Grave Reference I. A. 8.
Cemetery PADUA WAR CEMETERY
Additional Information: Son of William J. and Susan Kinnear; husband of Adelaide R. H. Kinnear, of Durban, Natal, South Africa.

CRONJE, L N

Rank:Lance Bombardier
Service No:105306
Date of Death:27/09/1944
Age:21
Regiment/Service:South African Artillery
Grave Reference Coll. grave I. B. 3-8.
Cemetery PADUA WAR CEMETERY
Additional Information: Son of Mr. and Mrs. C. A. Cronje, of Ficksburg, Orange Free State. South Africa.

FLACK, B R

Rank:Gunner
Service No:144020V
Date of Death:27/09/1944
Age:32
Regiment/Service:South African Artillery 2 Field Regt.
Grave Reference Coll. grave I. B. 3-8.
Cemetery PADUA WAR CEMETERY
Additional Information: Son of Brian V. H. and Maude E. Flack, of Pietermaritzburg, Natal, South Africa.

WHEELWRIGHT, D D

Rank: Corporal
Service No:11607
Date of Death:27/09/1944
Age:41
Regiment/Service:Kaffrarian Rifles, S.A. Forces
Grave Reference I. A. 9.
Cemetery PADUA WAR CEMETERY
Additional Information: Son of Guy and Lilian Wheelwright; husband of Viola Wheelwright, of Lusikisiki, Cape Province, South Africa.

KING, C N

Rank:Lance Corporal
Service No:12225
Date of Death:27/09/1944
Regiment/Service:Die Middelandse Regiment, S.A. Forces
Grave Reference I. A. 14.
Cemetery PADUA WAR CEMETERY


marzabutto

Marzabotto – An Italian town’s appreciation to South African troops for rescuing them from total annihilation after the massacre of it’s townspeople by Nazi SS during World War 2.

Today, deep in the heart of Italy’s Apennine mountains between Bologna and the Po valley, in the communities of Castiglione dei Pepoli, Monte Stanco, Grizzana Morandi and the surrounding area local people gather annually not only to celebrate their towns’ emancipation from Nazi forces in the autumn of 1944 by the 6th Armoured Division from South Africa, but even to raise the South African flag in ceremony.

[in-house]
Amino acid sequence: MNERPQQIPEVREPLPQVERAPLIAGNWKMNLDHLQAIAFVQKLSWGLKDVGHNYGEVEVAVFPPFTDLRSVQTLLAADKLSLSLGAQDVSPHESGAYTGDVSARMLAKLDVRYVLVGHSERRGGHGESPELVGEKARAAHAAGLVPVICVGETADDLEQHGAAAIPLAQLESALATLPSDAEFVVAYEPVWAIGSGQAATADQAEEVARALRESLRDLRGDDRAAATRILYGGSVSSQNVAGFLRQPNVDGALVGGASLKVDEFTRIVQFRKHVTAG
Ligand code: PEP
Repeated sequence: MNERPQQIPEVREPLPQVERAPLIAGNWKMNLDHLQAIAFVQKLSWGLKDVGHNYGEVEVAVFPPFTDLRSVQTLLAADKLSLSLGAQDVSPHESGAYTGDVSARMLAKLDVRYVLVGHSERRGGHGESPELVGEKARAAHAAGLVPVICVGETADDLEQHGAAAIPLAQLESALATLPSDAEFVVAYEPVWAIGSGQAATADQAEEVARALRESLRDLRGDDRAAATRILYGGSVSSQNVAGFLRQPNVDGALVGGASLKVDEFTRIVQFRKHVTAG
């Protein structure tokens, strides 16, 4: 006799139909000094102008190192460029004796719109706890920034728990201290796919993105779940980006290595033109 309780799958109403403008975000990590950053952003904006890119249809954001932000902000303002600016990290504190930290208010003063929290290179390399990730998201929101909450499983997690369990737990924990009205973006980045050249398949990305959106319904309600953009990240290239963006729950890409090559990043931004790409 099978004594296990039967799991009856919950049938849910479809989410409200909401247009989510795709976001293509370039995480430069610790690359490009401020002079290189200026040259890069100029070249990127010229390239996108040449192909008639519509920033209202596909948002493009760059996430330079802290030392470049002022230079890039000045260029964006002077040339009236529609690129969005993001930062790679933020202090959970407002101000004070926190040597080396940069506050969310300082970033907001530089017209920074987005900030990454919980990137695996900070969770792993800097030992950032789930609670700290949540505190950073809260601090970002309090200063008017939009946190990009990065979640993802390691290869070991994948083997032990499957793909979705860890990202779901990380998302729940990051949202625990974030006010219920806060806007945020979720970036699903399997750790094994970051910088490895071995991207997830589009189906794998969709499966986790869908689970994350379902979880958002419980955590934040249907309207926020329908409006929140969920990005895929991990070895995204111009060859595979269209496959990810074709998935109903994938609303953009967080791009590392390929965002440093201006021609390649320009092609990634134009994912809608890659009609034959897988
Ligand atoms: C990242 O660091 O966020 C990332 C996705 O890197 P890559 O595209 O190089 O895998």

Their gratitude is so great, because this area was the site of the biggest, yet least-known, massacre of innocent civilians in Italy during WWII: the Marzabotto Massacre.

It was an exceptionally bleak atrocity for Italy, as it involved the extinction of an entire ‘race’- on 3 October 1944, German and Austrian SS troops were ordered to purge the entire area of Monte Sole and Monte Ruminci, because the townspeople of Marzabotto, Grizzana Morandi, and Monzuno were suspected of helping and supplying Italian partisans along the Gothic Line, which Hitler himself had ordered to be kept at all costs to sever south Italy and Allied forces from the industrialised and developed north.